The stock market is taking a breather. The wrenching ups and downs of the past few months have given way to a certain tranquillity in December...
NEW YORK — The stock market is taking a breather.
The wrenching ups and downs of the past few months have given way to a certain tranquillity in December, offering Wall Streeters a break from the “world-is-ending” days of a few weeks ago.
From Labor Day to Nov. 20, the market plunged 40 percent because of events that terrified investors. From the government takeover of Fannie Mae and Freddie Mac and the bankruptcy of Lehman Brothers in September to the credit freeze in October and dreadful economic reports in November, it seemed the financial system was collapsing.
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Now, the government has taken aggressive efforts to shore up the economy, and a severe recession has been factored into stock prices. The wild daily swings common in October and November have eased.
Not even the drumbeat of more bad economic news seems to spook investors lately.
Pronouncing an end to a raging bear market is tricky. But some traders and market strategists are starting to peek out of their bunkers, and they aren’t unhappy with what they see.
“There’s a sense that this market has bottomed,” said Dan Deming, a trader with Strutland Equities in Chicago.
On Monday, the Dow Jones industrial average fell 59.34 points, closing at 8,519, up nearly 13 percent from its low of 7,552 on Nov. 20 but still down 26 percent from 11,544 on the Friday before Labor Day.
The Standard & Poor’s 500 index had a somewhat rockier day Monday, falling 16.24 points to 871. That is up almost 16 percent from 752 on Nov. 20 but down 32 percent from 1,283 before Labor Day.
Still, these were performances that were remarkable for being unremarkable. Consider these numbers:
The average daily change in the Dow has fallen from 340 points in October to 206 this month.
The Dow climbed above 8,000 on Nov. 21 and has traded between 8,000 and 9,000 for a month. In September-November, the Dow crossed a 1,000-point threshold — either up or down — 19 times.
The Dow’s gain or loss has been less than 100 points in six of the last nine trading days. That happened only three times in November.
The VIX, as the Chicago Board Options Exchange’s volatility index is known, traded as high as 89.5 in October. It closed Monday at 44.5.
Trading volume has eased on the New York Stock Exchange. Volume surged in September and October and hit a record 11.2 billion shares on Oct. 10. Daily volume has not risen in December above 6.4 billion shares.
Nobody is saying the bulls are ready to run again. Investors are still contending with a dreadful economy hemorrhaging jobs and consumers reluctant to open their wallets. But investors are greeting the bad news with a better attitude.
“You’ve seen it on a number of days now for about two weeks where the market has absorbed bad news and just either closed the day a little bit down or some days a little bit up,” said Quincy Krosby, chief investment strategist at Hartford Financial Services.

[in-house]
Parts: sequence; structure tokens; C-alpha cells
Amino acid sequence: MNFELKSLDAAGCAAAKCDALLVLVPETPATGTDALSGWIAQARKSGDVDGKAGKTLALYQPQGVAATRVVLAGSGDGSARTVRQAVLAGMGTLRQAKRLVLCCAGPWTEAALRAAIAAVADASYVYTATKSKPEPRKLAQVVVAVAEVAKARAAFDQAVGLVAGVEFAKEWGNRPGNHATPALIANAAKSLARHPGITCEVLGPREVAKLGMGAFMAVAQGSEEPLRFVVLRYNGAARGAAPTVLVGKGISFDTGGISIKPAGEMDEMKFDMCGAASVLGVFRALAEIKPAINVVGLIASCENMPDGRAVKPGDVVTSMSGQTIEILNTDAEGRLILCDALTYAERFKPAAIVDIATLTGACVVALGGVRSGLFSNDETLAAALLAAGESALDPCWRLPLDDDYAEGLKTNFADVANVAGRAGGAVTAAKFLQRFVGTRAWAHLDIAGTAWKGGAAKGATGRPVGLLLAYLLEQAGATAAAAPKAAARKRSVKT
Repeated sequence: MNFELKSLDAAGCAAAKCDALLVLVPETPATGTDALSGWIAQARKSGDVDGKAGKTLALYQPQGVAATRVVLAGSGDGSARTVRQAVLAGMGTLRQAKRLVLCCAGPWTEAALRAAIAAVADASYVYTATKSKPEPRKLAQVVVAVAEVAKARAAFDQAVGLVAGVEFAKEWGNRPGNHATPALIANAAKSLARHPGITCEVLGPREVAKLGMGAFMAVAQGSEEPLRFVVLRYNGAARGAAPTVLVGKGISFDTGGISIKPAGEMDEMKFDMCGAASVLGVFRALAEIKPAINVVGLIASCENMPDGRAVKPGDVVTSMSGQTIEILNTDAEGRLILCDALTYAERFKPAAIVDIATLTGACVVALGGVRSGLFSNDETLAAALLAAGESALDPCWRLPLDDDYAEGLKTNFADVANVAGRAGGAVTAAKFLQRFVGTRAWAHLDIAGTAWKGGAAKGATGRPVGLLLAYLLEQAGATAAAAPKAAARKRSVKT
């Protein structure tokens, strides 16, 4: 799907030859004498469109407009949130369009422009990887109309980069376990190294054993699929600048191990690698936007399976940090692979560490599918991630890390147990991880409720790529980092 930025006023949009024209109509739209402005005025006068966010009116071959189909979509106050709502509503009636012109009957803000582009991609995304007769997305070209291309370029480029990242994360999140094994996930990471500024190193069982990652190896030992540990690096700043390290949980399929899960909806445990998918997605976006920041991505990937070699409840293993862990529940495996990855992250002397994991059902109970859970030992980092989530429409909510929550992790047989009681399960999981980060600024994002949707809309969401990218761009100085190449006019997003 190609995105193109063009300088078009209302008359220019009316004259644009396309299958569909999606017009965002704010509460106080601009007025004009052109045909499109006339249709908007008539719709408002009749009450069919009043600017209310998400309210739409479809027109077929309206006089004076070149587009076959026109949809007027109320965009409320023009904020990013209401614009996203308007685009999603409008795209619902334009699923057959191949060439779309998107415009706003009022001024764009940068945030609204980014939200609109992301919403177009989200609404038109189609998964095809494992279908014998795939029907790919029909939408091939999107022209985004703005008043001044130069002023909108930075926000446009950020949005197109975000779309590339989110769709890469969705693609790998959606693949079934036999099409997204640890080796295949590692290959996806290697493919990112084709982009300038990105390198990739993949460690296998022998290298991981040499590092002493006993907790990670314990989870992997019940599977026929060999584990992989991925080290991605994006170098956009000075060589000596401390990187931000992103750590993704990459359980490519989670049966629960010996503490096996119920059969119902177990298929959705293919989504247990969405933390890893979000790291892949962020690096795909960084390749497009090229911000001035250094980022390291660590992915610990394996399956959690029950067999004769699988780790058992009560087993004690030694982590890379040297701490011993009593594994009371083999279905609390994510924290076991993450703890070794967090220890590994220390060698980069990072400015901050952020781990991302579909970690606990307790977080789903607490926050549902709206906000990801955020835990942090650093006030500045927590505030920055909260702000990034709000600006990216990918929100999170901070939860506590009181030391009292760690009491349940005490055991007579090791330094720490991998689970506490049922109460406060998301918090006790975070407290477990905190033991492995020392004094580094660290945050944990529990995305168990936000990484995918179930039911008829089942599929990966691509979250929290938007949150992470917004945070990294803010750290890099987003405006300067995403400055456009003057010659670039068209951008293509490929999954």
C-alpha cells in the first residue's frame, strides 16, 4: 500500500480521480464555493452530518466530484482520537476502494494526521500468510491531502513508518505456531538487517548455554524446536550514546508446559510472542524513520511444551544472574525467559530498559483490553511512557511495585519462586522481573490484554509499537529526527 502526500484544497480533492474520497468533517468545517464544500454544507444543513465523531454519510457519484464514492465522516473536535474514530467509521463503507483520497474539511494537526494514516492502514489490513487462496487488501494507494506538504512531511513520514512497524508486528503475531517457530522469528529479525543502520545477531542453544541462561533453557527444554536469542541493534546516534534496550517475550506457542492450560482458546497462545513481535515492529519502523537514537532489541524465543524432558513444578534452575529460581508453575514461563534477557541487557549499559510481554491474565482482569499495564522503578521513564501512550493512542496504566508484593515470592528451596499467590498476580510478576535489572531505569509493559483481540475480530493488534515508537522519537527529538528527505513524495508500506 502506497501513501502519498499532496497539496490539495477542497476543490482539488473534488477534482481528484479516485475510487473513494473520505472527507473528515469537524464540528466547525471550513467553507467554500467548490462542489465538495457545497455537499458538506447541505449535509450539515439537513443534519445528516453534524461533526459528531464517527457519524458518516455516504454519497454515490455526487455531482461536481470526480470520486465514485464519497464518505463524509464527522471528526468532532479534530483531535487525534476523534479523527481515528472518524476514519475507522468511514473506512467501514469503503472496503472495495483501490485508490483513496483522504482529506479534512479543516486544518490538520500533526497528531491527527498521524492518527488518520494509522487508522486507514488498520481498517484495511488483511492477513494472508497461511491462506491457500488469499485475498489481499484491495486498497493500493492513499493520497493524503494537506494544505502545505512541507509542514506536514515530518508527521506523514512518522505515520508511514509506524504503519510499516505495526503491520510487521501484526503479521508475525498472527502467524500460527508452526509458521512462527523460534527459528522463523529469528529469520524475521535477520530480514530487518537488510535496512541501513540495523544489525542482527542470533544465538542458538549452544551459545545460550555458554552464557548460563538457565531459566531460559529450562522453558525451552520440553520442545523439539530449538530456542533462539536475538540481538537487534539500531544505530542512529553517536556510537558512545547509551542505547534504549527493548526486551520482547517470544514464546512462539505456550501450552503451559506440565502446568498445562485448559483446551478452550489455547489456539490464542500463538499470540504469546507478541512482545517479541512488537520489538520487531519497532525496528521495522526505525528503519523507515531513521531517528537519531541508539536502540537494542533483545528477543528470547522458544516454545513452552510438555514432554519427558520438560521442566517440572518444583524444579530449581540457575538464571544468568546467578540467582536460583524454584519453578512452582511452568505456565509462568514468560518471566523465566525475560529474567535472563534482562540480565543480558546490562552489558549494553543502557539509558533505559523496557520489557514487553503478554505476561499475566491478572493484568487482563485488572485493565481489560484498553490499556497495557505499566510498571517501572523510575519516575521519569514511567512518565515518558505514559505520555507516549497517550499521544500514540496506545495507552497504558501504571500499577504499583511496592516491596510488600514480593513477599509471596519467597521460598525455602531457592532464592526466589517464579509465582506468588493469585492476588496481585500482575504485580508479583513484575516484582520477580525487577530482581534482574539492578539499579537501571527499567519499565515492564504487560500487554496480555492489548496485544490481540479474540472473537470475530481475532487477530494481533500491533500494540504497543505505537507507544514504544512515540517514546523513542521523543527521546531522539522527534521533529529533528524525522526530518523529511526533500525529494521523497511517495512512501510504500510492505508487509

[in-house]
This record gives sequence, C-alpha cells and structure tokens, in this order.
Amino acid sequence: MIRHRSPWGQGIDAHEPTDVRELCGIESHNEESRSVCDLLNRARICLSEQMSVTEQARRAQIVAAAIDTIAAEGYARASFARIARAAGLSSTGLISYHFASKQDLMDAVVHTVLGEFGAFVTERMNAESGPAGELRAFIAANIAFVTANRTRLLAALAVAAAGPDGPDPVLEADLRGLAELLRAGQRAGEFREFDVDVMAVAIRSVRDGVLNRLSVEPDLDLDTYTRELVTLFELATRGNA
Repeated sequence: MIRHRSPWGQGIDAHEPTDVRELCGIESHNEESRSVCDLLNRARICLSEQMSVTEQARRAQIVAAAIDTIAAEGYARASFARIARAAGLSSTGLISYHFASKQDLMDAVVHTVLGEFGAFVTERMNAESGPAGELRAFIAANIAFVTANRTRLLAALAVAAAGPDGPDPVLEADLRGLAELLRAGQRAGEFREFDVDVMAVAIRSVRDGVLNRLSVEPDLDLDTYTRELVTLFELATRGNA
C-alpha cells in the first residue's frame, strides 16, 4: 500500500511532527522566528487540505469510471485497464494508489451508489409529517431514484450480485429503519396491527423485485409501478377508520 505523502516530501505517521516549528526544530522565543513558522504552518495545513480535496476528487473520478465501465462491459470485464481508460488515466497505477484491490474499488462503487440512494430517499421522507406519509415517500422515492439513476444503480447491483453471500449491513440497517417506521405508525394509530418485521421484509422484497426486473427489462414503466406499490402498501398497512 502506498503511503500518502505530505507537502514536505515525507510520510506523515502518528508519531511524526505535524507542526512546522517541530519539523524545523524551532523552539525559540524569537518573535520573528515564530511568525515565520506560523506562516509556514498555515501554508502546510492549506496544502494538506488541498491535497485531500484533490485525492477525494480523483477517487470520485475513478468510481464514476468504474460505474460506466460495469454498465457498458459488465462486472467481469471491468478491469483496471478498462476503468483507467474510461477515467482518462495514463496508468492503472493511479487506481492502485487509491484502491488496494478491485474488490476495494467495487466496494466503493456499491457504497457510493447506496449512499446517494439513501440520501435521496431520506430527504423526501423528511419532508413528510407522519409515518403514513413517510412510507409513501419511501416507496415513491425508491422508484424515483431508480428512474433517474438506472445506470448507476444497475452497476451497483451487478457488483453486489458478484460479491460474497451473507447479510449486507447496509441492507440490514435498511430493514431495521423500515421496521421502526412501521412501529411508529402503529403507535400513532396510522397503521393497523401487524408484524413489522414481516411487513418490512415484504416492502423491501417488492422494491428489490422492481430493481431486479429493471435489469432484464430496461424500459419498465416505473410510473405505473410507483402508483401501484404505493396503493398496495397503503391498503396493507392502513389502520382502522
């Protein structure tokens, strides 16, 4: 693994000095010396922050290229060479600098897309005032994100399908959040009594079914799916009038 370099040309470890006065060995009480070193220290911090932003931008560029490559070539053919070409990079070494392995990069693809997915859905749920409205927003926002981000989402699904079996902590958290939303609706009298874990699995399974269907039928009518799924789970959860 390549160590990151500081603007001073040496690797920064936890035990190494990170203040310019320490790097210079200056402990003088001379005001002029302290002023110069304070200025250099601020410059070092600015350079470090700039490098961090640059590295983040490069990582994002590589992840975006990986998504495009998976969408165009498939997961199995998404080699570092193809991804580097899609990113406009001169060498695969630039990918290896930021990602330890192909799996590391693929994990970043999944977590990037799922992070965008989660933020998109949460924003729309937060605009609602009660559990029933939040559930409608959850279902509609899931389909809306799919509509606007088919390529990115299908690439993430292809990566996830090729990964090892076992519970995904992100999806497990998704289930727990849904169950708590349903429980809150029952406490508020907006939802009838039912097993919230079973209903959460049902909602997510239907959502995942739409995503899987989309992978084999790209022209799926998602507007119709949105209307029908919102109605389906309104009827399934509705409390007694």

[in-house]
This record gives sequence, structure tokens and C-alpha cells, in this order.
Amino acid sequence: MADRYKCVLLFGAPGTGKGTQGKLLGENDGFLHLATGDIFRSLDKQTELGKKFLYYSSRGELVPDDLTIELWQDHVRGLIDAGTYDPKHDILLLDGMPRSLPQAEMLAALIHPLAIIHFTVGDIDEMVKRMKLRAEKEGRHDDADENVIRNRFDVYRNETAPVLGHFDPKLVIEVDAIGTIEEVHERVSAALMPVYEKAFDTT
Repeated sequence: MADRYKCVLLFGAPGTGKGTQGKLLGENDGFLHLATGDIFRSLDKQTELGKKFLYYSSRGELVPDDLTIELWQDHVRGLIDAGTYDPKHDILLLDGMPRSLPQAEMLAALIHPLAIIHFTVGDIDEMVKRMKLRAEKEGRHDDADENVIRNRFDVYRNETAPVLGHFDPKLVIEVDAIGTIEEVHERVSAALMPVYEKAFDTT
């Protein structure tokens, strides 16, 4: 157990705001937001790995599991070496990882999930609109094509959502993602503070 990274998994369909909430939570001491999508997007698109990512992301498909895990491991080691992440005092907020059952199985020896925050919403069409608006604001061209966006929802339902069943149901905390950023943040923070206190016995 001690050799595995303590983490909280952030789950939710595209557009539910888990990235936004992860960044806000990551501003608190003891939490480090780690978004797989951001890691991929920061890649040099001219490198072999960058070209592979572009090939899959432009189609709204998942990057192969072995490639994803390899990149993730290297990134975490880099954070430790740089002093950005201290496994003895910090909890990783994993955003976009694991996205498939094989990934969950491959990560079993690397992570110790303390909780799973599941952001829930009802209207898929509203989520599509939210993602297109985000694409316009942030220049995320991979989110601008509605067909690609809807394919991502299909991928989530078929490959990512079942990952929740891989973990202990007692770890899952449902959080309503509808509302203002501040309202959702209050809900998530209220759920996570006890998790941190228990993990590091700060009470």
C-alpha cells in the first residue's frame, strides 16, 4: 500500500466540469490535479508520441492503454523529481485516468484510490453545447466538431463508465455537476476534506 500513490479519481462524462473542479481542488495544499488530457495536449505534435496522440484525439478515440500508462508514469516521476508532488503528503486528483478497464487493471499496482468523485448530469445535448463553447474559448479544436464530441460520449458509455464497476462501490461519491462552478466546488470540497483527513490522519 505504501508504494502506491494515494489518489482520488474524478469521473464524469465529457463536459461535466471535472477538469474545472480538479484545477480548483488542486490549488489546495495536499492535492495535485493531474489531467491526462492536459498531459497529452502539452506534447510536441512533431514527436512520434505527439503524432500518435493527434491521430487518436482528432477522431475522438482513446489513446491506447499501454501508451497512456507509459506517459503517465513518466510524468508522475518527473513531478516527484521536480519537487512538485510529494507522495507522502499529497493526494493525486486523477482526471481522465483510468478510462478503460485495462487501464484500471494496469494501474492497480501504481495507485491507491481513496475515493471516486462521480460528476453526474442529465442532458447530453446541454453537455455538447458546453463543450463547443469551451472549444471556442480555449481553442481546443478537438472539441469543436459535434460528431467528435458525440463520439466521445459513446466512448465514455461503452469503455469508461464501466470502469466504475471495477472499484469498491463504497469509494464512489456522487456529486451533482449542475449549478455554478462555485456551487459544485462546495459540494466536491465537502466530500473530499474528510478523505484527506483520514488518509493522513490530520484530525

Compare that with the 23 trading days from late October to late November, when the S&P 500 jumped 25 percent in six days, lost 25 percent the next 12 days then shot up 20 percent in five days.
“When we stop quoting daily stock-price changes in percent and start quoting them again in points, that will be a sign of a return to normalcy,” said John Osbon, managing partner at Osbon Capital Management in Boston.
Wall Street veterans point to several reasons behind the relative tranquillity.
Trading typically slows at the end of the year and volatility declines. Many investors who sell late in the year do so for tax reasons. This year, they may have sold during the market’s plunge in the fall.
Hedge funds have completed selling they needed to do to meet redemption requests from their clients.
Most important of all has been the absence of any unexpected bad news. No Wall Street firm has failed, and the economic news, although awful, is being anticipated.
If history is any guide, the worst of the selling could be over simply because it hasn’t gotten worse than this in the 63 years since World War II ended.
The S&P 500 fell 52 percent between Oct. 9, 2007, when it was at a record high, and Nov. 20. During the two worst postwar bear markets before this one, the S&P lost 49 percent in 2000-02 and 48 percent in 1973-74.
What happens in January will be crucial. Wall Street typically looks six to nine months ahead. So stocks start moving up well before a recession ends. Investors will be looking for signs the economy might be starting to mend.
“What I don’t know is whether come Jan. 2, when everybody is really back, whether we just launch back into the frenzy of a couple of weeks ago,” said Liz Ann Sonders, chief investment officer at brokerage firm Charles Schwab Corp. “From an economy perspective, I think there is a decent chance that the quarter we’re in right now is the crescendo quarter.”